But, overall, China is now the largest emitter and India the fourth largest, so it does make sense – even for them – to control carbon output. They are already doing a lot, as Xie Zhenhua, vice minister of China’s National Reform and Development Commission, the country’s top economic planner, reminded everybody during the summit’s emotion-charged final session. What they are likely to do is to allow their 2009 offers to be written into a legal treaty. Those offers were to cut carbon intensity, in other words to reduce emissions per unit of production, not emissions themselves. Most sensible people realise that a country like India, where half the people still do not have electricity, cannot possibly be asked to cut actual emissions. So the cuts will have to come from the rich nations, and there is absolutely no sign of that happening soon.
There were some other promising developments in Durban. The birth of the Green Climate Fund, conceived during the 2010 summit in Cancún, means poor countries already facing the effects of global warming can at least hope to get some money to help them adapt, though nobody knows how much there will be in the kitty and there is still no sign of any long term finance. With the European commitment to continue the Kyoto Protocol, there is also certainty that the carbon market will survive, at least until 2017. That means developing countries can continue projects under the Clean Development Mechanism (CDM), projects that are helping them move towards a greener economy and earn money at the same time.
Nonetheless, experts and observers are dissatisfied. Steve Sawyer, secretary general of the Global Wind Energy Council, warned that both the level of ambition and the speed of the negotiations need to increase dramatically to meet the challenge of global climate change. “At some point, diplomacy and short-term national interests must come face to face with the facts. Action which does not begin until after 2020 will be too little too late, and we will lock in three degrees Celsius or more of temperature rise, with disastrous economic, social and human consequences,” he said.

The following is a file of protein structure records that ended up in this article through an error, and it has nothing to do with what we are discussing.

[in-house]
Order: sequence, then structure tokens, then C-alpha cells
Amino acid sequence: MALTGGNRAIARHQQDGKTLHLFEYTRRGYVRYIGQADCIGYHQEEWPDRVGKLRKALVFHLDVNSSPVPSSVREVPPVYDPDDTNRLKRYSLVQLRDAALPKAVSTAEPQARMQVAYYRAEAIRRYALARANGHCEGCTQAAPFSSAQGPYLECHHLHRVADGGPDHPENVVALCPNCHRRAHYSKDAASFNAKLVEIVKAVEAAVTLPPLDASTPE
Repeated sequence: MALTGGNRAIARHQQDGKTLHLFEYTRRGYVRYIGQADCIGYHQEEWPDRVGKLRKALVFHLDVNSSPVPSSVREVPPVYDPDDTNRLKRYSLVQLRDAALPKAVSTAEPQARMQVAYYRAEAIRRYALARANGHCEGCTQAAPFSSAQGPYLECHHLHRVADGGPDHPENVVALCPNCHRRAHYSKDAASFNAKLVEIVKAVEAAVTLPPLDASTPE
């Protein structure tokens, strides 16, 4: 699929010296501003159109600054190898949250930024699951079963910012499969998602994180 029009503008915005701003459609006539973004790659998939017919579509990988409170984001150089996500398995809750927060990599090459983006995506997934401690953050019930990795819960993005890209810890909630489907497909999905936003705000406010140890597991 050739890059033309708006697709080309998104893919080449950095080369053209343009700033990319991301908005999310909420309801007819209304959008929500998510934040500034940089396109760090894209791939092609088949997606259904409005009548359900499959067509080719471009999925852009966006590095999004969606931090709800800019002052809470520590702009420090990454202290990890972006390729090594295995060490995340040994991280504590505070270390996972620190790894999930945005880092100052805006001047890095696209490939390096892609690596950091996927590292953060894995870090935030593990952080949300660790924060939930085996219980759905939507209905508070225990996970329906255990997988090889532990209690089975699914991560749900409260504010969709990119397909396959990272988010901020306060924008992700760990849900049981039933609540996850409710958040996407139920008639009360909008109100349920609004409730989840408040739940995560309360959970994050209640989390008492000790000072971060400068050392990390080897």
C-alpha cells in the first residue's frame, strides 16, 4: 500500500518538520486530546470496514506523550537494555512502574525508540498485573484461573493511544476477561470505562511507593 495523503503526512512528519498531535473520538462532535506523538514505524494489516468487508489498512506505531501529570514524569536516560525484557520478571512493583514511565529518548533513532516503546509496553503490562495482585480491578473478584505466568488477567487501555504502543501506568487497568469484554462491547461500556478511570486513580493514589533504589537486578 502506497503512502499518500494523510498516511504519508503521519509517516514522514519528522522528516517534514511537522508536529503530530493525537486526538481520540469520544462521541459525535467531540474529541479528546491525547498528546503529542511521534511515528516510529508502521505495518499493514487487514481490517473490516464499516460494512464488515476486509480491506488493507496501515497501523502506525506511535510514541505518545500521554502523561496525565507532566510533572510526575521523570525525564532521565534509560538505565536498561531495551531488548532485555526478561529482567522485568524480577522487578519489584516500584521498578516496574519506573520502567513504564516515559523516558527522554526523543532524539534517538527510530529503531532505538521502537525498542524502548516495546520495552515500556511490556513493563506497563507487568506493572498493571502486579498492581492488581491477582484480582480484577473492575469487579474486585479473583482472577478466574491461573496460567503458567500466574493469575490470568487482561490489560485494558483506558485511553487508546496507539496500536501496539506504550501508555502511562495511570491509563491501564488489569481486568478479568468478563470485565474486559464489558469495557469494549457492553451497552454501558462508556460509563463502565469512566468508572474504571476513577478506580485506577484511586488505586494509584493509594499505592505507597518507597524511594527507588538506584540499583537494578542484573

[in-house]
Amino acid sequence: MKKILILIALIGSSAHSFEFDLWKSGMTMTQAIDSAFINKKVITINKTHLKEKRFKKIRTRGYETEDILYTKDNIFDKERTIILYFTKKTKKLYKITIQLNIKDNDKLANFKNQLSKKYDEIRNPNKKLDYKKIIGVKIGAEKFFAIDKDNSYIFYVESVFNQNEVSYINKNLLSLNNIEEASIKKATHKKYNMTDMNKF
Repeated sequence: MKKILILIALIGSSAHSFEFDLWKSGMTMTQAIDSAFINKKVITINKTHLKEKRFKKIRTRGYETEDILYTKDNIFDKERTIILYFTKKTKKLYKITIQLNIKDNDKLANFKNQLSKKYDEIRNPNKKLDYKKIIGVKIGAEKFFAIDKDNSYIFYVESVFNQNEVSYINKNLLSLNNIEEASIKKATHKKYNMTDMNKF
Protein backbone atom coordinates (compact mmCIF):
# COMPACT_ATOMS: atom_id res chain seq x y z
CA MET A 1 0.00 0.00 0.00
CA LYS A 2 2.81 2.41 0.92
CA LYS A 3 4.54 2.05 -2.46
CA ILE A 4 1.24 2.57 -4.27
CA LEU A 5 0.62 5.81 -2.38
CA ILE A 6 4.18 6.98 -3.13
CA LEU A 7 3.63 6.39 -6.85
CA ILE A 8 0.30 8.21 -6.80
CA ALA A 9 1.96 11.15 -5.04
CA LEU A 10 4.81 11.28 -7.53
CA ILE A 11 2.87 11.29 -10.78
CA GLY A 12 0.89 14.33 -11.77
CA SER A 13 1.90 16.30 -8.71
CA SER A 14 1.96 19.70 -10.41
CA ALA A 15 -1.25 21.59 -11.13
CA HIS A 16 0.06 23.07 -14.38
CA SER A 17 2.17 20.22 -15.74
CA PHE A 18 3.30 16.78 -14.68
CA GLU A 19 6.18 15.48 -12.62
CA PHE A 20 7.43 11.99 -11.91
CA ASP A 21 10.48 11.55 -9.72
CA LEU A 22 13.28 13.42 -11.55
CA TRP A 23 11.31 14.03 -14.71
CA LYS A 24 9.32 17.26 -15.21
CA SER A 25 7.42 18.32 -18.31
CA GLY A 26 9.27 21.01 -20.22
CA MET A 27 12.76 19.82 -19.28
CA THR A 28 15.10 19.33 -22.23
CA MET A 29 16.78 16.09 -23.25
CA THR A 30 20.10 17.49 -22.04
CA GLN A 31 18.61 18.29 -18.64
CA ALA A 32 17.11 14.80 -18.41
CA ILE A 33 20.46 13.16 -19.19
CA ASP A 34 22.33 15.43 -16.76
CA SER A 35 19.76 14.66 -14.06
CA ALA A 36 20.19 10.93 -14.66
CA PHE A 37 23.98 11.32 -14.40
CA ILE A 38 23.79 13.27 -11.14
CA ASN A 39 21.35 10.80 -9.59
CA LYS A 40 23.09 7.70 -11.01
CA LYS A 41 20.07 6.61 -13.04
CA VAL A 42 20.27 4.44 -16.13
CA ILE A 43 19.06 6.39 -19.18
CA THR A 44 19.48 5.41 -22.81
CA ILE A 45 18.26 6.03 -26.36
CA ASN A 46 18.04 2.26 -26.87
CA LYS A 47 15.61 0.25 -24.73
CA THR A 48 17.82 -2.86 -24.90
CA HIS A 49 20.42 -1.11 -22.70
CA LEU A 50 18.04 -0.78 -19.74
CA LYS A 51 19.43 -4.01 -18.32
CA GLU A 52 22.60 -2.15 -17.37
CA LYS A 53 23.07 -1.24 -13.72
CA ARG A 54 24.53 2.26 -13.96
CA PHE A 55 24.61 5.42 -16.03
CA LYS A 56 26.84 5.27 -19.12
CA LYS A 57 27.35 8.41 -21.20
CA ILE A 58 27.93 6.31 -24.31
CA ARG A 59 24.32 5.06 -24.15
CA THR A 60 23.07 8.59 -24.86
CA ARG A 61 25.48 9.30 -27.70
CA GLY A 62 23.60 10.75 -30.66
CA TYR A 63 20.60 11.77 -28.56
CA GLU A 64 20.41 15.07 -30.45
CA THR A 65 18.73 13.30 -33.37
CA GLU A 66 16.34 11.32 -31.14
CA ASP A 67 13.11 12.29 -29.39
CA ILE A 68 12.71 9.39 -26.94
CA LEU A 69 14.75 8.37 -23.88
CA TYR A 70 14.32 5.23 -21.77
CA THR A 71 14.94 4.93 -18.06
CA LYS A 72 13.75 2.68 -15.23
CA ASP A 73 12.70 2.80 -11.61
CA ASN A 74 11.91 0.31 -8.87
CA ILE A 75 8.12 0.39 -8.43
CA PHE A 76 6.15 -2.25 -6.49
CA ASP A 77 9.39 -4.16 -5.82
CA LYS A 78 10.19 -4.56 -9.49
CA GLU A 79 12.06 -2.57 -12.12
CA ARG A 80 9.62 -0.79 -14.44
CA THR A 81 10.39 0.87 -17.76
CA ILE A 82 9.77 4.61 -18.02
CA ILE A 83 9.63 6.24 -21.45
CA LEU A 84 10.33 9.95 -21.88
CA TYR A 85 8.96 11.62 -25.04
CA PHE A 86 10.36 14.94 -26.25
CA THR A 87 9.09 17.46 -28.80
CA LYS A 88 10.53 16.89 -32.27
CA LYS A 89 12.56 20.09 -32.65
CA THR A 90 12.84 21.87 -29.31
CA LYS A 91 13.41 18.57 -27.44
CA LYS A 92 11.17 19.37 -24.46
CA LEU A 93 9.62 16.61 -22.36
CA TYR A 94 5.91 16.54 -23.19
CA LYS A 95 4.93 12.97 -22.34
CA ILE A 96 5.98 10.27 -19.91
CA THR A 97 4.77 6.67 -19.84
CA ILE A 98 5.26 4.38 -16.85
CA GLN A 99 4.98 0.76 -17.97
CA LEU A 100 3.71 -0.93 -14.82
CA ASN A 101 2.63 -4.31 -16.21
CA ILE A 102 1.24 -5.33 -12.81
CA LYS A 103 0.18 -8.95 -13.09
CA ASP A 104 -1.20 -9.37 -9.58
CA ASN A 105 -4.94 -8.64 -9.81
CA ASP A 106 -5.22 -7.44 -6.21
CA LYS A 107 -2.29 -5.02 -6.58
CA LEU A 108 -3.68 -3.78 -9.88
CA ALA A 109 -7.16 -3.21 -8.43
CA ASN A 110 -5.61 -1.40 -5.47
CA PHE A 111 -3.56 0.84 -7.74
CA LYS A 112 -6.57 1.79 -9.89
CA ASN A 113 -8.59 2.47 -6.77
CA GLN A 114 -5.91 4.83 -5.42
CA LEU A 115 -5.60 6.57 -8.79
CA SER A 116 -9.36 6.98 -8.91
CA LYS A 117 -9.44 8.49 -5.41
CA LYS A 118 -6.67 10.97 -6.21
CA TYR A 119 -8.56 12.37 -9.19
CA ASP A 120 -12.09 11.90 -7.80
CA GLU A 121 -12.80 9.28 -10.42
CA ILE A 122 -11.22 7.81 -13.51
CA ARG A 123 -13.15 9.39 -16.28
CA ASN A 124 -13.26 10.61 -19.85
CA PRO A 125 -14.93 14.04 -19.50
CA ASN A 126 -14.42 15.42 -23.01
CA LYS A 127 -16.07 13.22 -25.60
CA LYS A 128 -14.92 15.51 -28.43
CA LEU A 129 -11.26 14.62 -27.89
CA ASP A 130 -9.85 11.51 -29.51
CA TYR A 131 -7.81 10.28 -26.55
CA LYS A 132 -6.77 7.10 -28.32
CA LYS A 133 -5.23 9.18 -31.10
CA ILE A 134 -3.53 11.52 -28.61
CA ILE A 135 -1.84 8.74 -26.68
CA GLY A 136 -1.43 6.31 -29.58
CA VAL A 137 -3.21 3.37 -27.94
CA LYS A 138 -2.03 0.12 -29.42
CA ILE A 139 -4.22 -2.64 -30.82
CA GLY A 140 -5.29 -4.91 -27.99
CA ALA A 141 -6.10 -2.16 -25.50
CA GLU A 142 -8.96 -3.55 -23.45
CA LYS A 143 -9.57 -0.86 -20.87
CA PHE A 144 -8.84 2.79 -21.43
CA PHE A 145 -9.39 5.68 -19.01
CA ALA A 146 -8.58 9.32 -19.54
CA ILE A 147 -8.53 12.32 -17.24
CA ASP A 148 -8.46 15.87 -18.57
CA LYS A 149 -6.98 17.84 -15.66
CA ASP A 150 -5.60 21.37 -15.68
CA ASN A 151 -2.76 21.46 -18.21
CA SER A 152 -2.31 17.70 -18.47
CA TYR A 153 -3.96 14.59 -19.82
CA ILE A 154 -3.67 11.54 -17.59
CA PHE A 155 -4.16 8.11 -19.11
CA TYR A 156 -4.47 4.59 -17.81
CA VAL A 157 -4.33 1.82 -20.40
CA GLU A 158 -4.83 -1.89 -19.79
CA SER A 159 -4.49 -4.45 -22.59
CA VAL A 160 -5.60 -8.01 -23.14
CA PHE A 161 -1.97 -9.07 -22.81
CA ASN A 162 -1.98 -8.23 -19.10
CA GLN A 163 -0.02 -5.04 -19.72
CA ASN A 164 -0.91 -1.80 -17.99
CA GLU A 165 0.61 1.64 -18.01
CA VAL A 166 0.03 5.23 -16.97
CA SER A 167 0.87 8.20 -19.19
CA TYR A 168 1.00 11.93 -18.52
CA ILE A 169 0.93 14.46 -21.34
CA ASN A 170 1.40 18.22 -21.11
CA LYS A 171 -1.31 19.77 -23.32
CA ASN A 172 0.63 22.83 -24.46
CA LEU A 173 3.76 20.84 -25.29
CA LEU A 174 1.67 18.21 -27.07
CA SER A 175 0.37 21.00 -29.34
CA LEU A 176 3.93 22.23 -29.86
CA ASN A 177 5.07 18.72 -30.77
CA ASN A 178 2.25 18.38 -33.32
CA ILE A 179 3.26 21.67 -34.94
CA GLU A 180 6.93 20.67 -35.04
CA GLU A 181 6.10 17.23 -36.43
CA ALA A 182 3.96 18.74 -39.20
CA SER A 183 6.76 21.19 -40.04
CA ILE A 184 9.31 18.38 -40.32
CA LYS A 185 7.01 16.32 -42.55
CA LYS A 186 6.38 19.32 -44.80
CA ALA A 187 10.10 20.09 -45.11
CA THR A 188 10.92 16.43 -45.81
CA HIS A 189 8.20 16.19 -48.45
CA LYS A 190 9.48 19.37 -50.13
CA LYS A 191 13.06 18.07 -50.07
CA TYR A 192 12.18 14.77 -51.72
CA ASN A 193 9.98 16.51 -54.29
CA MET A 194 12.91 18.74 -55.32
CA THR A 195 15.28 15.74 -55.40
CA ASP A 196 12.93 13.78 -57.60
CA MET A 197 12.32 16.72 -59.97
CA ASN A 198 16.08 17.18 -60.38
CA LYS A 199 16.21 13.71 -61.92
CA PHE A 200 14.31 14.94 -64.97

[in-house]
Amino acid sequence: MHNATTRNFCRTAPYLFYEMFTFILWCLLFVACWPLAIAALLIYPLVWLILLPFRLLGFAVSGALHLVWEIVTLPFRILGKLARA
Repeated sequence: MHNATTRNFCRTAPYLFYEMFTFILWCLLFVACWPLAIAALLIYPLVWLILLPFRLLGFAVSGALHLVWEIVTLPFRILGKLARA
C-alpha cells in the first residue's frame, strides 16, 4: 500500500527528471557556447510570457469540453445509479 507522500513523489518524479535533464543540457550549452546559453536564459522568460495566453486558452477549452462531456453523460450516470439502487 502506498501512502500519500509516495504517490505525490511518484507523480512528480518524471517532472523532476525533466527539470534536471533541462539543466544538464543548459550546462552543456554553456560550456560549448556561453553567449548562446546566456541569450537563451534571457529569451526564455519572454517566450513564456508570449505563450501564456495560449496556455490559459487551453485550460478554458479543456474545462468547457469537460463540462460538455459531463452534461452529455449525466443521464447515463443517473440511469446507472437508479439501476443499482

Other NGOs were more critical still. Sarah-Jayne Clifton, climate justice coordinator at Friends of the Earth International said: “Ordinary people have once again been let down by our governments. Led by the United States, developed nations have reneged on their promises, weakened the rules on climate action and strengthened those that allow their corporations to profit from the climate crisis.” Third World Network head Martin Khor added: “In the end, Durban may be remembered for phasing out climate-change frameworks based on equity and launching talks for a new treaty whose contours are yet to be defined.”
However, Sunita Narain, head of the Centre for Science and Environment, thought that thanks to the impassioned speech by India’s environment minister Jayanthi Natarajan at the final session, “It is a conference which has put the issue of equity back into the negotiations.”
That remains to be seen. It also remains to be seen if this summit will lead to action that really reduces greenhouse-gas emissions. Scientists who have formed a group called the Climate Action Tracker estimate that global mean warming would reach about 3.5 degrees Celsius by 2100 with the current reduction proposals on the table.
As the Durban summit closed, Christiana Figueres, executive secretary of the UNFCCC, said: “Countries have all laid aside some cherished objectives of their own to meet a common purpose – a long-term solution to climate change.” The next few years will show if she is right. If she is proved wrong, the earth will survive: it has been through periods of far higher and far lower temperatures and far more violent weather extremes in its 4.5 billion year history. But human existence as we know it has evolved largely in the current climate regime and agriculture, crucially, is dependent on it. This existence is at grave risk because governments are not doing enough to avert a more climate-violent world.
Joydeep Gupta is project director (south Asia) of chinadialogue's third pole project.
Homepage image by Michael Oko / World Resources Institute